This post contains a portion of a well-worth-reading blog item written by Deke Arndt, who is Chief, Climate Monitoring Branch, of the NOAA National Centers for Environmental Information (NCEI) in Asheville, North Carolina. The blog posting is titled "Why El Nino Is Like A Bad Bartender". His post has some very useful information on the scenario for possible winter precipitation in the western U.S. drought areas in 2015-16.
By Deke Arndt
Let’s say you have a favorite establishment, where everybody knows your name, and they bring you “your” beverage on sight. And then one night you go in, and based upon your past experience, you sorta expect the bartender to bring you your favorite beer. Instead, maybe he unexpectedly brings you a warmer-than-normal beer, or even (shudder) a wine cooler. El Nino is like that bartender. Seeing him when you walk in may tilt your odds toward getting your favorite beer, but it’s not a guarantee. In other words, sometimes El Nino is the bartender who doesn’t bring you what you ordered.
El Nino is important, so we appropriately pay attention to it when considering seasonal outcomes. However, El Nino is not the only game in town, and just like external factors may distract your bartender, each El Nino is born into a unique global situation, so its push on seasonal outcomes is unique as well. Indeed, this year, we have "the “Blob,” reduced Arctic sea ice, and a persistent North Atlantic feature that weren’t in play in the 20th-century El Ninos of yore.
Let’s look at some historical precipitation outcomes for the cold season (October through March) for each year since 1950. Why cold season? Because it’s starting now, and it is also when much of the West gets the lion’s share of its precipitation. It’s also more responsive to El Nino’s influence, compared to other months on the calendar. Why 1950? That coincides with the beginning of the Oceanic Nino Index era, which was a factor in selecting historic El Ninos.
California isn’t the only drought-stricken state, but it draws upon water resources from throughout the West. In terms of water—in some ways, at least—California goes, so goes the West; as the West goes, so goes California.
First of all, the average outcome is fairly optimistic: during strong El Nino years, precipitation is around six inches above the long-term average. However, two of those six strong El Ninos actually delivered below-average precipitation. So, a strong El Nino doesn’t guarantee a wet outcome for California statewide, even though it significantly pushes the odds towards wet conditions.
This situation is magnified in Northern California. Drilling down--in Northeastern California, there is a modestly wet average of all six strong El Ninos, but it comes as a result of one whopper episode (1982-83), three near-average episodes, and two below-average (dry) episodes.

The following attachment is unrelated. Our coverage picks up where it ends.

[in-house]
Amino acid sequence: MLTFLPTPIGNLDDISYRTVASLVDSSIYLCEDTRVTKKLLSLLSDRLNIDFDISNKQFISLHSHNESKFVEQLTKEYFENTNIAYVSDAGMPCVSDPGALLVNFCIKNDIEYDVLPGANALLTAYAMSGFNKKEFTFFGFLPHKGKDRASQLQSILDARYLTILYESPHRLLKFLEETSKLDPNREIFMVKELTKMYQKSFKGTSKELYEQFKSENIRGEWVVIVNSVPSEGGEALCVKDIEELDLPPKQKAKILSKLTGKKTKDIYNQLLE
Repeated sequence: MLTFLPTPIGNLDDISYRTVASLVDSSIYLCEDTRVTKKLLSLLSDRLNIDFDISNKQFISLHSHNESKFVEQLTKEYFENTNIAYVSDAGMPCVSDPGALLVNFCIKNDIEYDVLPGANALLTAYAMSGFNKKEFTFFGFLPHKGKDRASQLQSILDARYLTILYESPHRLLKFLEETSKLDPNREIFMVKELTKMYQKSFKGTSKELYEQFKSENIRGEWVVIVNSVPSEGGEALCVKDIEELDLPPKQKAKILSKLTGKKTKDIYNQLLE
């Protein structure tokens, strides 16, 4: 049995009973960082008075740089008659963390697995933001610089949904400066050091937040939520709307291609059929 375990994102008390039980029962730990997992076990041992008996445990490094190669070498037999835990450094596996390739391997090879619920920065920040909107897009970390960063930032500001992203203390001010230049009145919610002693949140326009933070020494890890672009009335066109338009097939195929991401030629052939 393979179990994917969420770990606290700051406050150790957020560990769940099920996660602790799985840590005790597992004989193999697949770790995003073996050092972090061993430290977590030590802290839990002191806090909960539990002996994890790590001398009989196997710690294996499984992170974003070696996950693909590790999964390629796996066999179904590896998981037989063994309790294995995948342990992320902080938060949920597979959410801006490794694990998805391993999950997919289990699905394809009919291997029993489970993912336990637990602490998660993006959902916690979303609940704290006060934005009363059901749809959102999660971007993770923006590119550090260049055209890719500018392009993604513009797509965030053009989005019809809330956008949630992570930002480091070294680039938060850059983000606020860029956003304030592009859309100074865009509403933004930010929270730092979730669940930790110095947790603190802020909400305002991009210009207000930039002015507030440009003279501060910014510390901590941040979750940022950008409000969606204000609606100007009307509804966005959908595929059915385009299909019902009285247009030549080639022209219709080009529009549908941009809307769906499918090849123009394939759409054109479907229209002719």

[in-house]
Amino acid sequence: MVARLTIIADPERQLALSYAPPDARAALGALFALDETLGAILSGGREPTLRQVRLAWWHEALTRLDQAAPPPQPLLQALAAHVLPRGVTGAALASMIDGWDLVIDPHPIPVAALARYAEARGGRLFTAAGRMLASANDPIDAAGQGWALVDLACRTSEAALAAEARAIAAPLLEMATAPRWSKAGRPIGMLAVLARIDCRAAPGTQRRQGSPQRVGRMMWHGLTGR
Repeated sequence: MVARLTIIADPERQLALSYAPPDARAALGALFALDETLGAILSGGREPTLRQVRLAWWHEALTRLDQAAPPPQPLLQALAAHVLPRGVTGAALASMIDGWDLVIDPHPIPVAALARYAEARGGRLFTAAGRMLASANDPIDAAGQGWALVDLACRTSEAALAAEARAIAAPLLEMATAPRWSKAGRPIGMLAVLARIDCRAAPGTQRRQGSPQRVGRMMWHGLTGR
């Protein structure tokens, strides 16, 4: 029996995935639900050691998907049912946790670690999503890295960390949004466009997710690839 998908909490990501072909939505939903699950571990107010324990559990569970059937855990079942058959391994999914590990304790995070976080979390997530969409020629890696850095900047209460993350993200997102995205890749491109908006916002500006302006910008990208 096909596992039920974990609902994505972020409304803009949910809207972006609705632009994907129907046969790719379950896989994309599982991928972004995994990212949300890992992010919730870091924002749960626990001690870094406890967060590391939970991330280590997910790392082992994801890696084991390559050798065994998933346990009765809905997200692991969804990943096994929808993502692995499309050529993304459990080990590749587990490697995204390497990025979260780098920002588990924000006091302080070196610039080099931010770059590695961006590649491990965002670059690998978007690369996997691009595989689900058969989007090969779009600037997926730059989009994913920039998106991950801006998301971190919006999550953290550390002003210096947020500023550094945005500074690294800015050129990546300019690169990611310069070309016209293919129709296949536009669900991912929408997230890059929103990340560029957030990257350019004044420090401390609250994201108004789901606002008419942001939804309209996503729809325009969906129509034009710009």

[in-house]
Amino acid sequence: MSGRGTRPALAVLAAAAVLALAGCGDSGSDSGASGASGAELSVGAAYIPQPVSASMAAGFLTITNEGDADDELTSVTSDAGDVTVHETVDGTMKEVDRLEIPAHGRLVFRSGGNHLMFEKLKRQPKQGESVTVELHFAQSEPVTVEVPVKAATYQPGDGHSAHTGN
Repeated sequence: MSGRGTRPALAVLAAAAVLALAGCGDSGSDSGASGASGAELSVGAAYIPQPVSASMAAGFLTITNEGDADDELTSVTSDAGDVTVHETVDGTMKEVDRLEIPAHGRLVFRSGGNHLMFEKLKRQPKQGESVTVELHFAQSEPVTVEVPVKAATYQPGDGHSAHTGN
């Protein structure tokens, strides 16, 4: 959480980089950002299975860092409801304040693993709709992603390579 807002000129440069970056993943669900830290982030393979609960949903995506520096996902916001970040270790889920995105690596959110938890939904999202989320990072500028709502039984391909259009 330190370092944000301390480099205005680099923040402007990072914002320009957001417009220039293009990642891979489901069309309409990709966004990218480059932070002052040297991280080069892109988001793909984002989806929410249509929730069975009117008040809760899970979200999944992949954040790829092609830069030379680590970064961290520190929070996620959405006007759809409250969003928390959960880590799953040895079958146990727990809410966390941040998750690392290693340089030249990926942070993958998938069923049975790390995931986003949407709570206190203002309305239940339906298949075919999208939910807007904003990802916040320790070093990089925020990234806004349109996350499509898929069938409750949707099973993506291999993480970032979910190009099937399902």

On the flip side, southern California has had a much more consistently wet relationship with strong El Ninos. This is best shown in Southern Coastal California, where each of the six strong El Ninos have delivered at least nominally above-average precipitation, and five of them have come in notably above the norm. As such, the current winter outlook from the Climate Prediction Center (CPC) indicates the highest probabilities for increased precipitation are across southern California.
Persistent drought and wildfire have been year-long issues in the Northern Rockies. How might El Nino play out here? Unfortunately, the influence of a strong El Nino to the region is a drying one. Western Montana outcomes are almost the mirror image of Southern California: all of them at least nominally drier-than-average, and most of them seriously so.
El Nino can play a huge role in seasonal outcomes. It’s no coincidence that, for much of the country, the current seasonal outlook looks a lot like the pattern of average El Nino outcomes. However, as forecasters can tell you, those average outcomes can be pulled apart into specific examples which may sometimes stray from the averages. Some places have a pretty consistent response, and for these areas, confidence in outcomes is higher. In other places, the signal is anything but consistent. For our friends in northwest Wyoming, both the wettest and the driest cold seasons on record came during strong El Nino episodes.
One more point: the Western drought is entrenched. It took years to get into the current situation; it will take more than one wet season to get out of it. Let’s hope that we put a big dent in the drought this year, but one season, and probably even one El Nino, is not a single magic bullet.
The full article is at this link: https://goo.gl/…
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